01 June 2019

Three Issues with Mobile Gaming

I do not hate mobile games as much as I might let people think I do. Something that's probably obvious for people reading this blog. The reason I avoid mobile gaming so vehemently has to do with the issues that come with it.

Heat Generation

Really nice in the winter, very worry some in the summer. Our current generation of smartphones does not support any cooling mechanisms. Usually, this is not a problem for most applications. For games, however - oh boy. I've seen plenty of games that heat my mobile phone up to +40° celsius / +104° Fahrenheit and that got me quite worried. So much that I have an app that warns me once I reach those numbers. I did a quick search online to determine the lowest value that is unhealthy for my mobile phone and went with that.

Battery Life

I never have to worry about this on my tower PC at home. 
This one doesn't have batteries aside from those that are used to save BIOS or UEFI data like what time it is. (Yes, I had an empty button battery once and it reset the time to the 1st of January 1970 and 0:00am I think?) So, no reason to care about such a thing for desktop games. However, when developing games for smartphones, tablets, and laptops people are not gonna be happy with a game that literally sucks their power out of their mobile phone like a vampire. You play for what feels like 5 minutes and your battery already dropped by 20%. Extremely scary. Especially if you're a long time from a nearby power supply. Of course, you could argue that people can use those compact power cell battery thingies... but do you really want your user to run around with a bag full of battery packs? I hope not.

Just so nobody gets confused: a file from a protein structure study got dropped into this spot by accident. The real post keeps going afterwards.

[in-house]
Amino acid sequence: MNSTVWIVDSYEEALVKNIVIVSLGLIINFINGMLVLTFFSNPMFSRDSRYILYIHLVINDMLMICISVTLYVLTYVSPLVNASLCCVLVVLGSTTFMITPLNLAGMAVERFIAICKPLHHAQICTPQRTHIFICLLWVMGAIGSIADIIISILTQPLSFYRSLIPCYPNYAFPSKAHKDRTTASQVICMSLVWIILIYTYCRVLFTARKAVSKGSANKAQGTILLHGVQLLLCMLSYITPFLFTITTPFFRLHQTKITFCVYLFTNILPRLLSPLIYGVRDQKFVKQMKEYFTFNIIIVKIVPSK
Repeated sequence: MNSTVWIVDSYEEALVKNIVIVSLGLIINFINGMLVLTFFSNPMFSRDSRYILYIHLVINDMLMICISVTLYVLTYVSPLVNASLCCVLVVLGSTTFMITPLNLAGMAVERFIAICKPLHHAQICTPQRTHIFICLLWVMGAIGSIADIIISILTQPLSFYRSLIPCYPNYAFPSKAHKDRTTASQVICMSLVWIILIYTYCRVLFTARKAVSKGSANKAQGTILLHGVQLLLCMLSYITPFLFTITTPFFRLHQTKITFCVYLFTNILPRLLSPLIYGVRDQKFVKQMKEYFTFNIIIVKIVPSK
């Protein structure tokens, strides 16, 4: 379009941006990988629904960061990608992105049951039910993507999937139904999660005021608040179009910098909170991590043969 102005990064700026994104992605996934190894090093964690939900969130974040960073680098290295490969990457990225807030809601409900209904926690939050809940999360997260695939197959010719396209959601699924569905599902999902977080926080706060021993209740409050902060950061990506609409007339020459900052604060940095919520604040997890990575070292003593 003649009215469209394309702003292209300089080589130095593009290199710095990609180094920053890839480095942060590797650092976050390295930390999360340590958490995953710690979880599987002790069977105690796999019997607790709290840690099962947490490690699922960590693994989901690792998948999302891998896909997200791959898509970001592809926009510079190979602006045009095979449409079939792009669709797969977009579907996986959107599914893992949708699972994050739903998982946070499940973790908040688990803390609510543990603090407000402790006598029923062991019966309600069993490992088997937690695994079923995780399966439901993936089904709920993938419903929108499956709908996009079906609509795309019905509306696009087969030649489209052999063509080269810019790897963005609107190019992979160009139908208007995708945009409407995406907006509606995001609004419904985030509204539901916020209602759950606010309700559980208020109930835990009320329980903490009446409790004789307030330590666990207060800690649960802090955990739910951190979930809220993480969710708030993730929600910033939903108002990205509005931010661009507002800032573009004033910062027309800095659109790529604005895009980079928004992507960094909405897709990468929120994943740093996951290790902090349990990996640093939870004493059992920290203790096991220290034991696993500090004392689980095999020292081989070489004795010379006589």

User Input

This is like one of the more known issues that I've already mentioned but here we go again. For most people, the only input they have on their mobile devices are six buttons and a touch screen. Many of these buttons contain system features such as going back, lower/higher volume, switch off, show other processes and go to the desktop. This means we're pretty limited if we don't want to or can't overwrite these functionalities. Additionally, not every device features multi-touch. That means some devices can only work with up to two touches at the same time. So, if our game needs three inputs our game is nearly unplayable. Another issue that rises from touch input is the limited view from the hands obstructing the view.

Design Goals

So, all these issues need to be considered when designing games for mobile devices. We need to optimize the performance to reduce unnecessary heat. Examples here would be less code in the update loop and working with events like concepts (only call when necessary), reduce graphic effects and/or frames per second and lastly reducing the quality of the graphics.

Same about the battery life. Interestingly using a lot of light colors takes more power for the display than darker colors costing more battery life.

Make sure to design your game that it either is not necessary to stay up to date with the screen or have the input somewhere outside where coverage doesn't matter much or even better at all. A good way would be to implement controls inside of the HUD or menu. Non-action or round-based games don't have as much of a coverage issue. Another thing is to make sure your game can be played with at least two touch inputs at the same moment.

A good option is to also give the user the ability to change the settings to decide if they want more quality at the respective cost or not. I don't care about battery power if I'm at home, I can just charge the phone! Or put some ice on it in the hope of cooling it. Into the freezer, here we go!

At least until we get a new generation of mobile devices that attempts to fix these issues.

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I'm a junior game developer and software developer and I created this blog to share my ideas, thoughts and whatever I'm working on or doing.